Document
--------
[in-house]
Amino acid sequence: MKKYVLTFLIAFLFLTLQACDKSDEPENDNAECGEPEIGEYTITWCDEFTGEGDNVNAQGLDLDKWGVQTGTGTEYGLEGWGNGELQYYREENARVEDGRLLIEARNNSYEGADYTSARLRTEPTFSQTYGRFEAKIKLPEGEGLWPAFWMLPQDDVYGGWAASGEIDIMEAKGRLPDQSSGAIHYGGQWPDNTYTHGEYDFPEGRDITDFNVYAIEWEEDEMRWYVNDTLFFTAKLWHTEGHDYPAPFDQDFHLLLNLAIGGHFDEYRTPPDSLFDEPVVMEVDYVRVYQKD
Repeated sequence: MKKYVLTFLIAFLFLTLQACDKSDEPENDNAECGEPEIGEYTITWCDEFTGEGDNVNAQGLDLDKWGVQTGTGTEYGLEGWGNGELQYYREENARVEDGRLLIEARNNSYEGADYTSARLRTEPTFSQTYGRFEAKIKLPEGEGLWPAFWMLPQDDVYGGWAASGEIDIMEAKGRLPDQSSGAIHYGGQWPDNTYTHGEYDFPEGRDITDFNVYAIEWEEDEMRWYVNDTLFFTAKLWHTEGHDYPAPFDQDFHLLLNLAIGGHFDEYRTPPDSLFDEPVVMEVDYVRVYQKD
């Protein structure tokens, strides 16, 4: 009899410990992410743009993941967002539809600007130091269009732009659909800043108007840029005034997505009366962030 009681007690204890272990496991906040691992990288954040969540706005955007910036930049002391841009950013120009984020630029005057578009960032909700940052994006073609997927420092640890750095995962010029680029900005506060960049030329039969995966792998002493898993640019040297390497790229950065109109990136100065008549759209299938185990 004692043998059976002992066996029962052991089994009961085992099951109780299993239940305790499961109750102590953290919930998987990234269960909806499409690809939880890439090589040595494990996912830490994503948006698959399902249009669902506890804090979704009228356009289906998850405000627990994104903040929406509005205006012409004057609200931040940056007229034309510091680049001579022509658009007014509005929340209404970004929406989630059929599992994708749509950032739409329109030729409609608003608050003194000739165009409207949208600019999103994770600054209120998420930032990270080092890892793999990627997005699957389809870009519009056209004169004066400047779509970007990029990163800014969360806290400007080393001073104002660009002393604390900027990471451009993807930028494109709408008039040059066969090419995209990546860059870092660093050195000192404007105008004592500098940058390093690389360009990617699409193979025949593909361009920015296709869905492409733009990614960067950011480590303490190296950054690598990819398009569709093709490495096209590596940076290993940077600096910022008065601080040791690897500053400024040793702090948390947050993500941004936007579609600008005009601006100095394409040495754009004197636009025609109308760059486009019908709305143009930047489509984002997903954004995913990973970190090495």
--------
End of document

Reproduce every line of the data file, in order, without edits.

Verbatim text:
[in-house]
Amino acid sequence: MKKYVLTFLIAFLFLTLQACDKSDEPENDNAECGEPEIGEYTITWCDEFTGEGDNVNAQGLDLDKWGVQTGTGTEYGLEGWGNGELQYYREENARVEDGRLLIEARNNSYEGADYTSARLRTEPTFSQTYGRFEAKIKLPEGEGLWPAFWMLPQDDVYGGWAASGEIDIMEAKGRLPDQSSGAIHYGGQWPDNTYTHGEYDFPEGRDITDFNVYAIEWEEDEMRWYVNDTLFFTAKLWHTEGHDYPAPFDQDFHLLLNLAIGGHFDEYRTPPDSLFDEPVVMEVDYVRVYQKD
Repeated sequence: MKKYVLTFLIAFLFLTLQACDKSDEPENDNAECGEPEIGEYTITWCDEFTGEGDNVNAQGLDLDKWGVQTGTGTEYGLEGWGNGELQYYREENARVEDGRLLIEARNNSYEGADYTSARLRTEPTFSQTYGRFEAKIKLPEGEGLWPAFWMLPQDDVYGGWAASGEIDIMEAKGRLPDQSSGAIHYGGQWPDNTYTHGEYDFPEGRDITDFNVYAIEWEEDEMRWYVNDTLFFTAKLWHTEGHDYPAPFDQDFHLLLNLAIGGHFDEYRTPPDSLFDEPVVMEVDYVRVYQKD
């Protein structure tokens, strides 16, 4: 009899410990992410743009993941967002539809600007130091269009732009659909800043108007840029005034997505009366962030 009681007690204890272990496991906040691992990288954040969540706005955007910036930049002391841009950013120009984020630029005057578009960032909700940052994006073609997927420092640890750095995962010029680029900005506060960049030329039969995966792998002493898993640019040297390497790229950065109109990136100065008549759209299938185990 004692043998059976002992066996029962052991089994009961085992099951109780299993239940305790499961109750102590953290919930998987990234269960909806499409690809939880890439090589040595494990996912830490994503948006698959399902249009669902506890804090979704009228356009289906998850405000627990994104903040929406509005205006012409004057609200931040940056007229034309510091680049001579022509658009007014509005929340209404970004929406989630059929599992994708749509950032739409329109030729409609608003608050003194000739165009409207949208600019999103994770600054209120998420930032990270080092890892793999990627997005699957389809870009519009056209004169004066400047779509970007990029990163800014969360806290400007080393001073104002660009002393604390900027990471451009993807930028494109709408008039040059066969090419995209990546860059870092660093050195000192404007105008004592500098940058390093690389360009990617699409193979025949593909361009920015296709869905492409733009990614960067950011480590303490190296950054690598990819398009569709093709490495096209590596940076290993940077600096910022008065601080040791690897500053400024040793702090948390947050993500941004936007579609600008005009601006100095394409040495754009004197636009025609109308760059486009019908709305143009930047489509984002997903954004995913990973970190090495």